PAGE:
The City of Guelph is looking at changing the way it conducts its business.
City staff is recommending that the city move to a committee of the whole governance model, doing away with the five standing committees it currently uses.
It says the move would be more efficient and effective for the decision making process and better for the public. The recommendation goes to the city's governance committee on April 7 and then to council for discussion and possible approval on April 25.
"It's good for the public and that's the real goal here," said city clerk Stephen O'Brien, "to streamline, make things easier to understand and makes things more accessible for the public - to access the decision making of their council."
Under the proposed new model, all city councillors would sit as one for committee meetings, allowing them all to participate in agenda item discussions, address delegations and staff, and vote on decisions while an item is at the committee stage.
When the item comes to the full council meeting at the end of the month, everyone has already had their say and most of their questions answered.
O'Brien said if approved the new model, which would hopefully mean shorter council meetings, would likely be in place for September.
Guelph has always used a standing committee model, although the size and scope of the committees has changed over the years, as recently as 2014. The city currently has five of them: audit, corporate services, governance, infrastructure and development and public services.
The committee of the whole model would see all 13 members of council meet on committee matters, rather than individual committees consisting of just five councillors.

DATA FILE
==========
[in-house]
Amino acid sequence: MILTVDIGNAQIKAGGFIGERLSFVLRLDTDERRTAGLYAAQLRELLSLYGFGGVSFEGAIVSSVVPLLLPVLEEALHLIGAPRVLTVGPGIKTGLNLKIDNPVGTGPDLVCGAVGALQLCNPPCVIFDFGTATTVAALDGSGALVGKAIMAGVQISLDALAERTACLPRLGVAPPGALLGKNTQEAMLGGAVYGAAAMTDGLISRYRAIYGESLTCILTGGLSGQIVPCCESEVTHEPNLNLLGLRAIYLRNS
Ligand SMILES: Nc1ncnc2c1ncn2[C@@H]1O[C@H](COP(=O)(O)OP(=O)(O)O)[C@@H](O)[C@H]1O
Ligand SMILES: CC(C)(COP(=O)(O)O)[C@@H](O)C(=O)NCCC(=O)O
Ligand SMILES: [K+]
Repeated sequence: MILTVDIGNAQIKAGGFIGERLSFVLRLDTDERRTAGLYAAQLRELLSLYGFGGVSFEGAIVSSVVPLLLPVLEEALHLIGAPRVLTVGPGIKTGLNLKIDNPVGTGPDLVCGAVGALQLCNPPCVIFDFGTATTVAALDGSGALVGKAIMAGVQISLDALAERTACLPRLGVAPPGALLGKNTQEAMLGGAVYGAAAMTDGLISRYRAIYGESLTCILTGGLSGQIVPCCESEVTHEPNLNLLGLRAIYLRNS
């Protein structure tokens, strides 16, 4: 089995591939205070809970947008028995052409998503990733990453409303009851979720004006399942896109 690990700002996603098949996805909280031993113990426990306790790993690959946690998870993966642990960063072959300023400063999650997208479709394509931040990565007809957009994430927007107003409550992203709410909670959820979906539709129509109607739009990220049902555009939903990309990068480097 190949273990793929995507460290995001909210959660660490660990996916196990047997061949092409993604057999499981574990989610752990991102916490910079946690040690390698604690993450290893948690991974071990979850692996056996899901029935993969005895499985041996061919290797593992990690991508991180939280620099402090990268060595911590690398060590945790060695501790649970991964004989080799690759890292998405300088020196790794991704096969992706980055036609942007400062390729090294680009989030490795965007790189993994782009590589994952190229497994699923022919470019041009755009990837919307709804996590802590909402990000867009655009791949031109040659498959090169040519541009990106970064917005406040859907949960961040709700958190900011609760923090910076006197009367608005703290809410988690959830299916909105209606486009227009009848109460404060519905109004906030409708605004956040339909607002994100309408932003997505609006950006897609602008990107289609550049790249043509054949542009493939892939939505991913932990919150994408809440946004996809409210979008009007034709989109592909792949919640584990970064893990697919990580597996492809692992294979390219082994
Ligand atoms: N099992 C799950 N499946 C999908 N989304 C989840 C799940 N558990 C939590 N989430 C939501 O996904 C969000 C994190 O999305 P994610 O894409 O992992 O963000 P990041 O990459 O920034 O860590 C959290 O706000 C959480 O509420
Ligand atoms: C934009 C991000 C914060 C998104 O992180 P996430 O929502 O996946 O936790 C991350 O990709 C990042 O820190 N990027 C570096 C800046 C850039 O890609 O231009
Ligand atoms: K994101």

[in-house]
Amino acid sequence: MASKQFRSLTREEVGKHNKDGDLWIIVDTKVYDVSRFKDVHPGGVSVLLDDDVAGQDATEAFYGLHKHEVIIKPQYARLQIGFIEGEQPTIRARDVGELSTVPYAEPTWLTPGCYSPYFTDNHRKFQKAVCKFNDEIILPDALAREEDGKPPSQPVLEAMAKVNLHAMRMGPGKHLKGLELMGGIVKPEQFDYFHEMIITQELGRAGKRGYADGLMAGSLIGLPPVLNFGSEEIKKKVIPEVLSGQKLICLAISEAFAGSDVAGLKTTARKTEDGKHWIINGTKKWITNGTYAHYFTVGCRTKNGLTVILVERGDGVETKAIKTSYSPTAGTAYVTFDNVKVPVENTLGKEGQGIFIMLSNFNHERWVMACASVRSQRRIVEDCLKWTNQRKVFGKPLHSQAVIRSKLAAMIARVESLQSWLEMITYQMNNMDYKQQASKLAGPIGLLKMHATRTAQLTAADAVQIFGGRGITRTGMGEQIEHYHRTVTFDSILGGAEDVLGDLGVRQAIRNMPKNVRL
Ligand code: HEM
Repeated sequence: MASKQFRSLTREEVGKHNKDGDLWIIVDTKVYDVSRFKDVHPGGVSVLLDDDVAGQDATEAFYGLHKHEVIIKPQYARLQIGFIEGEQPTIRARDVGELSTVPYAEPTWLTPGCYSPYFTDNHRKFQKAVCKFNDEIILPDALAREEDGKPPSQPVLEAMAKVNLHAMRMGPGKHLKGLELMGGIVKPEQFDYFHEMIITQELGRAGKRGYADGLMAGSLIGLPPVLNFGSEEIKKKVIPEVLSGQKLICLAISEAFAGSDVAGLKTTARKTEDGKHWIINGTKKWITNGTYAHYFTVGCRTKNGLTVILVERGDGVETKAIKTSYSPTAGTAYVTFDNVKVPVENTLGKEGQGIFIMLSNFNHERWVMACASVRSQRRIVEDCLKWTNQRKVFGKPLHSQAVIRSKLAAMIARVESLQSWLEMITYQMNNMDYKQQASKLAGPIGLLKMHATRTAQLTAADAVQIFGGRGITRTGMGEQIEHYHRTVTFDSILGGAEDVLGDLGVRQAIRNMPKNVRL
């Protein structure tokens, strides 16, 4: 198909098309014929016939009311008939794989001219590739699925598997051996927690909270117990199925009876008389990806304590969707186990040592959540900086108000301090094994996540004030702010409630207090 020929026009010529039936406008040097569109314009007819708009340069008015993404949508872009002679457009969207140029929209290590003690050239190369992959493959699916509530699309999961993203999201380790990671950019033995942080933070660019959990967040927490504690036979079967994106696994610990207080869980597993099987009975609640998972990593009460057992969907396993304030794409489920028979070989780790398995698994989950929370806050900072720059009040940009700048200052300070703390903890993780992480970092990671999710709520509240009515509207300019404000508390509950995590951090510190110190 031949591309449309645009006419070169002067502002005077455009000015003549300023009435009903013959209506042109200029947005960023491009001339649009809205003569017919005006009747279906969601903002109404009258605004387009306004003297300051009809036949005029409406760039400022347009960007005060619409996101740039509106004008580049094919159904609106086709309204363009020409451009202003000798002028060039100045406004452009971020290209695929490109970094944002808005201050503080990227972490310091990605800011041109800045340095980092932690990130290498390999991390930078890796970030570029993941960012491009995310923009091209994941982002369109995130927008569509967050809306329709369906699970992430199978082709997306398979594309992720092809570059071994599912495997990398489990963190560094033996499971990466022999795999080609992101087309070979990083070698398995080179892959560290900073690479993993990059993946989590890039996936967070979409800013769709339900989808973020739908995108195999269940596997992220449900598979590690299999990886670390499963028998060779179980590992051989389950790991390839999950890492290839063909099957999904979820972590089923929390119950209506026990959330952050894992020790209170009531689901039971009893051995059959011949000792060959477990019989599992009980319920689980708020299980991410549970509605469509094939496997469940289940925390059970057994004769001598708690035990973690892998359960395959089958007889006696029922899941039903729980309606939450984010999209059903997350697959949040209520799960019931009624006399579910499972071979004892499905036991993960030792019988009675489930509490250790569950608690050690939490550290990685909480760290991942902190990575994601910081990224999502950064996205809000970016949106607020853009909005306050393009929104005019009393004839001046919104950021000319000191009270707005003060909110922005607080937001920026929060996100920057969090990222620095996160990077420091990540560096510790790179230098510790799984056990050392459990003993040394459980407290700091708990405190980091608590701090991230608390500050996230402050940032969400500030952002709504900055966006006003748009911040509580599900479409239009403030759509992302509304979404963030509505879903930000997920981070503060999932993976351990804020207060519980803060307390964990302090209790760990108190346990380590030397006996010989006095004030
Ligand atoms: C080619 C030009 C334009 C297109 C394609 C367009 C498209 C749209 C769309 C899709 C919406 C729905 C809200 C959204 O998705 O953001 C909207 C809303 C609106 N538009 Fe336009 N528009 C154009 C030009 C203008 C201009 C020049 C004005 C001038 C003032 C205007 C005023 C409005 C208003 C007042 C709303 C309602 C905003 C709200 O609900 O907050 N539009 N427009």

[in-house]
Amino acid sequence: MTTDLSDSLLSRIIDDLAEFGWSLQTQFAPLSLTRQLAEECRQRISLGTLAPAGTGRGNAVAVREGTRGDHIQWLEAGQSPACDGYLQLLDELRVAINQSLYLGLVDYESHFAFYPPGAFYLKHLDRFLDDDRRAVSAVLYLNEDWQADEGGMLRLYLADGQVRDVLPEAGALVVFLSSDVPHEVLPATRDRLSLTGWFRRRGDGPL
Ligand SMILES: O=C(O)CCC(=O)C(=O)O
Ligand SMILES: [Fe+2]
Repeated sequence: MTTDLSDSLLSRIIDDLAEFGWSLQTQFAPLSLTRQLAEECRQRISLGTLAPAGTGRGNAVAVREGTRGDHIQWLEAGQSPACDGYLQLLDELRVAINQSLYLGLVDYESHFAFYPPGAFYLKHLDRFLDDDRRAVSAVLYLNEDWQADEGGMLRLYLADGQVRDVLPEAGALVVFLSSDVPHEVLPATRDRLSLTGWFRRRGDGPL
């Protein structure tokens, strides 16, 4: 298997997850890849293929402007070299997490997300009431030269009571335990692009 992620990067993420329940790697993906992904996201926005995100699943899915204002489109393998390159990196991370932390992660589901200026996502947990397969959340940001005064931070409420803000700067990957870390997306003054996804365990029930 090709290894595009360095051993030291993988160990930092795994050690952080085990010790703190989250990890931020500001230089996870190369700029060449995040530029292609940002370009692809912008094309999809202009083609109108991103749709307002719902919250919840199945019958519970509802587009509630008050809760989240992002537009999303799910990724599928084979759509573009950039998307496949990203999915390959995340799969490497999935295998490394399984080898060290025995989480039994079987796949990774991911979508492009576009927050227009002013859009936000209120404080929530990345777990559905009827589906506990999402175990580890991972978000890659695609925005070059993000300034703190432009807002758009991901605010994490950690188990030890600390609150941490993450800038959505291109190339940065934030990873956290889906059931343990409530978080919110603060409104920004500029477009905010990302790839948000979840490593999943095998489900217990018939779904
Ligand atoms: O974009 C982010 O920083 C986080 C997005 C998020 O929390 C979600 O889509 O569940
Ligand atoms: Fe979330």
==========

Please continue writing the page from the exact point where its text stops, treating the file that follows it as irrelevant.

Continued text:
It makes the discussion and decisions at the committee level more inclusive of council, O'Brien said.
"That was certainly a sentiment expressed," he said of the reasons put forth by councillors that wanted change.
"Quite frankly at those standing committees, we'll have five members of the committee and often we'll have three or four other visiting councillors. They can have dialogue with the committee but they're not permitted to take part in the voting process. This was seen as a way to address that."
O'Brien said one of the main benefits is that it could be seen as helping the public understand the process better. That they need to go to council once to address all of council rather than attend a committee with just five councillors on it.
Certain significant annual standing committees, such as the budget committee, would remain.
The recommendation comes out of the meeting management review process that staff conducted, O'Brien said, adding that a number of comparative municipalities use the committee of the whole model.
The full staff report on the proposed changes can be found at guelph.ca/council
The public can have its say at the April 7 meeting of the governance committee and at the April 25 meeting of council. Delegations must register in advance.